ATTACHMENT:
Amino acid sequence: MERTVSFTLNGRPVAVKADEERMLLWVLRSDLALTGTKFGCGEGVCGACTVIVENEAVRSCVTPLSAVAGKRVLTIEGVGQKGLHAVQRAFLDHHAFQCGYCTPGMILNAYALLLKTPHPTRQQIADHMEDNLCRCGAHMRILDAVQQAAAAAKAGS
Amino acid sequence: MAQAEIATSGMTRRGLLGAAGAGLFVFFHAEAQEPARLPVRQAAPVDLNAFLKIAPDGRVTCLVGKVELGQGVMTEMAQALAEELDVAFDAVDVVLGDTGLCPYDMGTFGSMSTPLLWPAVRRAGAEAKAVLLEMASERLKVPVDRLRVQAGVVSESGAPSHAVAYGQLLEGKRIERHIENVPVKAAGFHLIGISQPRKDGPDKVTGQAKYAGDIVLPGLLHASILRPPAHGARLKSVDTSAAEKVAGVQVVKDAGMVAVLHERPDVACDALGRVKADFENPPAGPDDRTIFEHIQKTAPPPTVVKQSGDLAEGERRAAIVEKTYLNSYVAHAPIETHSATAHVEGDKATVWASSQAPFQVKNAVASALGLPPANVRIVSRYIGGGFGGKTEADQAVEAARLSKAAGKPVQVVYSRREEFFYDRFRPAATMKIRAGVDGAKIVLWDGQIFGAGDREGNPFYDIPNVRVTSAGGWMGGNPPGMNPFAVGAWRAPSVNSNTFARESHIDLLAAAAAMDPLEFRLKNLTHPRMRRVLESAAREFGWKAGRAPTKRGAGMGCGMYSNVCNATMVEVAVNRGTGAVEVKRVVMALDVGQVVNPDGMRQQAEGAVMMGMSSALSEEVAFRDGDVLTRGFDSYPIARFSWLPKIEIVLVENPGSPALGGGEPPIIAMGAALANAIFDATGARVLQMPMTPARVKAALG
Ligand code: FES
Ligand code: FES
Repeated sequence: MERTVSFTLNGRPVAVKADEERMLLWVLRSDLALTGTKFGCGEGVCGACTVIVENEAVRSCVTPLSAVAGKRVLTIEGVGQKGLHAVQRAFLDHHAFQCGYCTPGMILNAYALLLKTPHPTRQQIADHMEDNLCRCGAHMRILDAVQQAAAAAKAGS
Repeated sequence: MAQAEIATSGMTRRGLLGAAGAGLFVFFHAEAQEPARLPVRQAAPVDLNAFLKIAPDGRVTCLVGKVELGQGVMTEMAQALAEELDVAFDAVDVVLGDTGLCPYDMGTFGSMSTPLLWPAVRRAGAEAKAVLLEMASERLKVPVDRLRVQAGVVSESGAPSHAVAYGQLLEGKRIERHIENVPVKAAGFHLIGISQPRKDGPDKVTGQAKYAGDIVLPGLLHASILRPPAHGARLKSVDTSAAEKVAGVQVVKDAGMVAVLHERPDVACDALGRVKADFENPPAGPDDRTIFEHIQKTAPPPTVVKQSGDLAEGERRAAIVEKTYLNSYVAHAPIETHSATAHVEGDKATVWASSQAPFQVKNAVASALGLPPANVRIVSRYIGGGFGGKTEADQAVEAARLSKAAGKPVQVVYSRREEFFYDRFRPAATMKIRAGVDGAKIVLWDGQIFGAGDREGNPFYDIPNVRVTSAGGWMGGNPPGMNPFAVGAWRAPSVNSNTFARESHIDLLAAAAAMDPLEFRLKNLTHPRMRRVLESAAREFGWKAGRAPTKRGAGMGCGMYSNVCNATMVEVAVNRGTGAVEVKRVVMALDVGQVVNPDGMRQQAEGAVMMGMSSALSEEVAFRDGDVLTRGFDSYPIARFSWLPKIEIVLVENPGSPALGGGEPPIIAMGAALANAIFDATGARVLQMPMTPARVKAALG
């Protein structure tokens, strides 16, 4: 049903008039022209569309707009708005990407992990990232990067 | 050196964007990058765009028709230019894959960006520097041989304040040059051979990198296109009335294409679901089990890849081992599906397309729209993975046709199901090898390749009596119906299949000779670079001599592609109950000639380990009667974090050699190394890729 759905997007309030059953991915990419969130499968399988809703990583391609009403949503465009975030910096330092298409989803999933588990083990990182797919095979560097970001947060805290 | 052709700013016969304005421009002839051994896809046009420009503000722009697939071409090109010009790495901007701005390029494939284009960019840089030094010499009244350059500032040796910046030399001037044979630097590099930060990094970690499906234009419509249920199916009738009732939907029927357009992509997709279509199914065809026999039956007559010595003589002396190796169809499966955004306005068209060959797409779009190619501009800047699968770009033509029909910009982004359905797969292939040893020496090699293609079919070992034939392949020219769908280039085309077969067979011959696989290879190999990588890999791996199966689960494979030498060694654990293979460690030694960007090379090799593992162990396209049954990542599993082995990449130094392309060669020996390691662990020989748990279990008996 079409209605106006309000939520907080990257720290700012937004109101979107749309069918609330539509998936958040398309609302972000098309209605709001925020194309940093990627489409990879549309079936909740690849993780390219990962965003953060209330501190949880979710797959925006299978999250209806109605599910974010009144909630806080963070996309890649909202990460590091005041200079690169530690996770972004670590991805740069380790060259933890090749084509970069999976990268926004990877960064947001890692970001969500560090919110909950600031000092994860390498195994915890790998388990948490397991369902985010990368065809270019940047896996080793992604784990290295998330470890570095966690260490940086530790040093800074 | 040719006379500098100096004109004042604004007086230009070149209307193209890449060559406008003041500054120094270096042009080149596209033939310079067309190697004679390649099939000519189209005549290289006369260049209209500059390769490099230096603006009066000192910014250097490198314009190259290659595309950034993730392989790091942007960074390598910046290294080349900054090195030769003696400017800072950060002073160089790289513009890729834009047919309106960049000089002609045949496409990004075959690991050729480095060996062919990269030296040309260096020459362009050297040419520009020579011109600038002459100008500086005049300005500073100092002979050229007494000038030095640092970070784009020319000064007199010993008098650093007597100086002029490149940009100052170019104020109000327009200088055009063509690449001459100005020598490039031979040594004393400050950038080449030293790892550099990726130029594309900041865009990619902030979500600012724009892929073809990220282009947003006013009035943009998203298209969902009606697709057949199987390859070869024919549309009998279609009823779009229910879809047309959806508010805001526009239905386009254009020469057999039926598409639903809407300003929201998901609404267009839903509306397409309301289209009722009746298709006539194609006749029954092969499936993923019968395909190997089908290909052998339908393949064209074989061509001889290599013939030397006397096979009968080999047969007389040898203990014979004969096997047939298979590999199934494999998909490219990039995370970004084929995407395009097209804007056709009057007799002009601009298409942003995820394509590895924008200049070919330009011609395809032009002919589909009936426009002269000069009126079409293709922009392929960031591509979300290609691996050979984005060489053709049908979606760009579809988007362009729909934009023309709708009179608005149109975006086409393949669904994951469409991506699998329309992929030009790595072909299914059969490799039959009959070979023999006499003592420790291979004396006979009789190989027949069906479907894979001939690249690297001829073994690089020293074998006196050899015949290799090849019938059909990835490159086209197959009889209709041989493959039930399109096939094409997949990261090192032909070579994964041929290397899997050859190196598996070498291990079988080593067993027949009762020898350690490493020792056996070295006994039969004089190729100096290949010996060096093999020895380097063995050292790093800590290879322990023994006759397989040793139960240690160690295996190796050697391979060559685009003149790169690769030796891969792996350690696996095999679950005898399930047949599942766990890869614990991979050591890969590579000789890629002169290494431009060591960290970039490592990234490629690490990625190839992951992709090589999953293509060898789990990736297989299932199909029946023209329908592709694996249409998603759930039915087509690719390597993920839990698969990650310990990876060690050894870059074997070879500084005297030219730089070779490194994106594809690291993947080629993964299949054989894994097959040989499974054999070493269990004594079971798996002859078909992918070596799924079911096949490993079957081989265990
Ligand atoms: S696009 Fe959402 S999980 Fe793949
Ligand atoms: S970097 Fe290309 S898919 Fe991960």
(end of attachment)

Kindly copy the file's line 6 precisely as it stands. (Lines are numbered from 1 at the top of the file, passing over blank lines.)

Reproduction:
Repeated sequence: MAQAEIATSGMTRRGLLGAAGAGLFVFFHAEAQEPARLPVRQAAPVDLNAFLKIAPDGRVTCLVGKVELGQGVMTEMAQALAEELDVAFDAVDVVLGDTGLCPYDMGTFGSMSTPLLWPAVRRAGAEAKAVLLEMASERLKVPVDRLRVQAGVVSESGAPSHAVAYGQLLEGKRIERHIENVPVKAAGFHLIGISQPRKDGPDKVTGQAKYAGDIVLPGLLHASILRPPAHGARLKSVDTSAAEKVAGVQVVKDAGMVAVLHERPDVACDALGRVKADFENPPAGPDDRTIFEHIQKTAPPPTVVKQSGDLAEGERRAAIVEKTYLNSYVAHAPIETHSATAHVEGDKATVWASSQAPFQVKNAVASALGLPPANVRIVSRYIGGGFGGKTEADQAVEAARLSKAAGKPVQVVYSRREEFFYDRFRPAATMKIRAGVDGAKIVLWDGQIFGAGDREGNPFYDIPNVRVTSAGGWMGGNPPGMNPFAVGAWRAPSVNSNTFARESHIDLLAAAAAMDPLEFRLKNLTHPRMRRVLESAAREFGWKAGRAPTKRGAGMGCGMYSNVCNATMVEVAVNRGTGAVEVKRVVMALDVGQVVNPDGMRQQAEGAVMMGMSSALSEEVAFRDGDVLTRGFDSYPIARFSWLPKIEIVLVENPGSPALGGGEPPIIAMGAALANAIFDATGARVLQMPMTPARVKAALG